On the other hand, some others with Alzheimer’ s may recollect their birth date or wedding date whereas they may forget the death of their beloved ones. In short, the processing of memory by Alzheimer’ s patients is extremely difficult to understand, but we can conclude that there are variations in their memory processing methods or abilities. Diagnosis of Alzheimer’ s disease at an early stage is important in the treatment of Alzheimer’ s. The sooner the patient gets the correct diagnosis, the better the chances of recovery.

Doraiswamy et al, (2009) have argued that doctors commonly make the mistake of relying too much on the memory tests in the diagnosis of Alzheimer’ s which is not the right strategy (Doraiswamy et al, 2009, p. xx). Alzheimer’ s have other symptoms like confusion, problems with attention and spatial orientation, changes in personality, language difficulties and unexplained mood swings apart from the memory problems which should be considered by the doctors rather than going after the memory tests alone (American Health Assistance Foundation, 2010). Fotuhi & Rabins (2004) have mentioned that normal ageing is not associated with disabling memory loss and the risk of Alzheimer can be reduced just like reducing the risk of heart attacks through precautionary measures (Fotuhi & Rabins 2004, p. xiii).

Hill (2008) has mentioned that researchers are making encouraging advances in Alzheimer's treatment, including medications and non-drug approaches to improve symptom management. Moreover, when physicians develop treatment plans, they often consider cognitive and behavioural symptoms separately (Hill 2008). Medications and Yoga are some of the most commonly advised treatment for Alzheimer’ s. Even though medicines cannot regain the lost memories, it can help to prevent further damages to the memory.

In other words, medicines can slow down the process of memory loss among Alzheimer’ s patients. Conclusions Rapid memory loss at an older age is not because of ageing, but because of problems like Alzheimer’ s or Dementia. Alzheimer’ s affects the recent memories initially and then spreads to the entire memory. It is difficult to recover completely from Alzheimer’ s disease, but it is possible to slow down the memory loss using medications and other treatments.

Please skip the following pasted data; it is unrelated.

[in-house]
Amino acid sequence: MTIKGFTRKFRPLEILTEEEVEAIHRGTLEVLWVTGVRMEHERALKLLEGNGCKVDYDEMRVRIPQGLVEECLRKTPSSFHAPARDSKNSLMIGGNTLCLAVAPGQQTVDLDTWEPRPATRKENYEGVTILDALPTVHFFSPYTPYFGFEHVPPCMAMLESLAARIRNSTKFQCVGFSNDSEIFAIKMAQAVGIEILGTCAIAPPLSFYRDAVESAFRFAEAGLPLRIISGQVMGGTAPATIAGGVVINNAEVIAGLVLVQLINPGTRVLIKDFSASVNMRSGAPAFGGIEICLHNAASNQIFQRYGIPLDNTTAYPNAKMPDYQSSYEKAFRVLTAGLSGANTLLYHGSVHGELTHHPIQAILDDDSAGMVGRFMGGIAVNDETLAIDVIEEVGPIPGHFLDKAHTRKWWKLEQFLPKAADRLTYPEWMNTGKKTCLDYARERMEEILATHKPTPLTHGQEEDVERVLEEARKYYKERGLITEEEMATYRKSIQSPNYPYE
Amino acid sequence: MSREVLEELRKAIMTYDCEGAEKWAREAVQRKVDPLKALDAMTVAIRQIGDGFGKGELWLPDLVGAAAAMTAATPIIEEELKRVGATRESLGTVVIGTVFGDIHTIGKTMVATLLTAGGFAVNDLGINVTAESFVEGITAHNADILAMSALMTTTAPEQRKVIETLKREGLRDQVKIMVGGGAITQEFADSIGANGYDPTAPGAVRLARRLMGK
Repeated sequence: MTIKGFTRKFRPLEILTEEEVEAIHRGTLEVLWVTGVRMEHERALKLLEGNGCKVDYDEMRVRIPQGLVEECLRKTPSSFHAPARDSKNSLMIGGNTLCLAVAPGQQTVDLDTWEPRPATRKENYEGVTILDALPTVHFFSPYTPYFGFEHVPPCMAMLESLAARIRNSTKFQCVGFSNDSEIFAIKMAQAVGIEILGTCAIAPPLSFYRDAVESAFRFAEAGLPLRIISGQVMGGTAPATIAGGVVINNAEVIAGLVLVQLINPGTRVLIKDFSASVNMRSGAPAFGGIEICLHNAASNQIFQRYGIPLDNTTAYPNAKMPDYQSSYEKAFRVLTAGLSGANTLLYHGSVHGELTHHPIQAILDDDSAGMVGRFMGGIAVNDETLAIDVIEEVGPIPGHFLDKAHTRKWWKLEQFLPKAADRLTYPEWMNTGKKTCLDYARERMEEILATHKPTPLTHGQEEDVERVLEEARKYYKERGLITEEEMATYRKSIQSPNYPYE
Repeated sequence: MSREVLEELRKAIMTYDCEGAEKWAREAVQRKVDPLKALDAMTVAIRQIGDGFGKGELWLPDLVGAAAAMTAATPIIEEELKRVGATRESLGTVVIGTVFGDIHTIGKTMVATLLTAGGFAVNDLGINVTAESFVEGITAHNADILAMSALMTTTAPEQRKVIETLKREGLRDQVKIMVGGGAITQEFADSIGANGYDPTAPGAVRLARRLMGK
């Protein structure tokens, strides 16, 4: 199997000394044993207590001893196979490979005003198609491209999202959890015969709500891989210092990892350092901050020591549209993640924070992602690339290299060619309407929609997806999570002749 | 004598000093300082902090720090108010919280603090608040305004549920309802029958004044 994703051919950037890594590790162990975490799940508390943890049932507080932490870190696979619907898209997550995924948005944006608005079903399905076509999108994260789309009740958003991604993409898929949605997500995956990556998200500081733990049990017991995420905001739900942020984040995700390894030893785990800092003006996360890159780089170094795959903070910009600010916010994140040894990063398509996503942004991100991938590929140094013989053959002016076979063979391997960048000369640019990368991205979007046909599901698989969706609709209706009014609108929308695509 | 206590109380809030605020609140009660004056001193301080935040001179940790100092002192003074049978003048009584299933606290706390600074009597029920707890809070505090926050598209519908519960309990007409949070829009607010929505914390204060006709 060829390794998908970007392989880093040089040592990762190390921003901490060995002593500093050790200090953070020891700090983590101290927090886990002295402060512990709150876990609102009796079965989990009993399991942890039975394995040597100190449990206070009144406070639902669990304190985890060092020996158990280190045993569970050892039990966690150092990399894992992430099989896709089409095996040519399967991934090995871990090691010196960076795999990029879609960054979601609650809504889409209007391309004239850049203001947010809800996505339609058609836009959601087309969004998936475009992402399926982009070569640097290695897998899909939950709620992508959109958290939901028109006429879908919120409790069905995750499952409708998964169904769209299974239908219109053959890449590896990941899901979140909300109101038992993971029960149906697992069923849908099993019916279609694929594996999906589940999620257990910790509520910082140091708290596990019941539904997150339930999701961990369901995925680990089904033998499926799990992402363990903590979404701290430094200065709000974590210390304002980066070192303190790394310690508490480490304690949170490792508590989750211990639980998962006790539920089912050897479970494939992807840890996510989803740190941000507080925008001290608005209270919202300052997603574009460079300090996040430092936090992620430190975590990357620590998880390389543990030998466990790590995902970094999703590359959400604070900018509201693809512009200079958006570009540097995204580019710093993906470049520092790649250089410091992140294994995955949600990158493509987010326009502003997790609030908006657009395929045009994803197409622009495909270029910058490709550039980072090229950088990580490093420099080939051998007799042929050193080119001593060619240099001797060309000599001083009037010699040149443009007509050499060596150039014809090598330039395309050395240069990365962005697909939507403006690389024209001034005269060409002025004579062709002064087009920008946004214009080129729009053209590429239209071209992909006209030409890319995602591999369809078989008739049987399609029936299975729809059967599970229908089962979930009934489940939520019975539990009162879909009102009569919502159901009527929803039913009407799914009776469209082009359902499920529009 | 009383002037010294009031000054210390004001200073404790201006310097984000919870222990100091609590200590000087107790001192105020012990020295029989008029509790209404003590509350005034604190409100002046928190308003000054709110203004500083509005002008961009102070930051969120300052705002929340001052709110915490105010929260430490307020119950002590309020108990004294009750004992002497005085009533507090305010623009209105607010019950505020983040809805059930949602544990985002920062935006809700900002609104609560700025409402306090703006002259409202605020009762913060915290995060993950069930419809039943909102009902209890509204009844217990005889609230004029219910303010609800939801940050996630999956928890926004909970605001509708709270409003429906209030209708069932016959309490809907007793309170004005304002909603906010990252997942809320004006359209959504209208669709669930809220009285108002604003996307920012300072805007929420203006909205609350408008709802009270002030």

References

1. American Academy of Family Physicians (2009), Memory Loss With Aging: What's Normal, What's Not, Retrieved on 31 May 2010 from http://familydoctor.org/online/famdocen/home/seniors/common-older/124.html

2. American Health Assistance Foundation (2010), Alzheimer's Symptoms & Stages Retrieved on 31 May 2010 from http://www.ahaf.org/alzheimers/about/symptomsandstages.html

3. Doraiswamy PM, M.D., Gwyther LP, M.S.W.& Adler Tina (2009), The Alzheimer's Action Plan: What You Need to Know--and What You Can Do--about Memory Problems, from Prevention to Early Intervention and Care, Publisher: St. Martin's Griffin; 1 edition (April 28, 2009)

4. Fotuhi M & Rabins PV (2004), The Memory Cure : How to Protect Your Brain Against Memory Loss and Alzheimer's Disease, Publisher: McGraw-Hill; 1 edition (March 1, 2004)

5. Hill C (2008), Treatment of Alzheimer's Disease, Retrieved on 31 May 2010 from http://alzheimers.about.com/od/treatmentofalzheimers/a/treatments.htm

6. Mace NL & Rabins PV (2006), The 36-Hour Day: A Family Guide to Caring for People with Alzheimer Disease, Other Dementias, and Memory Loss in Later Life Publisher: The Johns Hopkins University Press; 4th edition (October 9, 2006)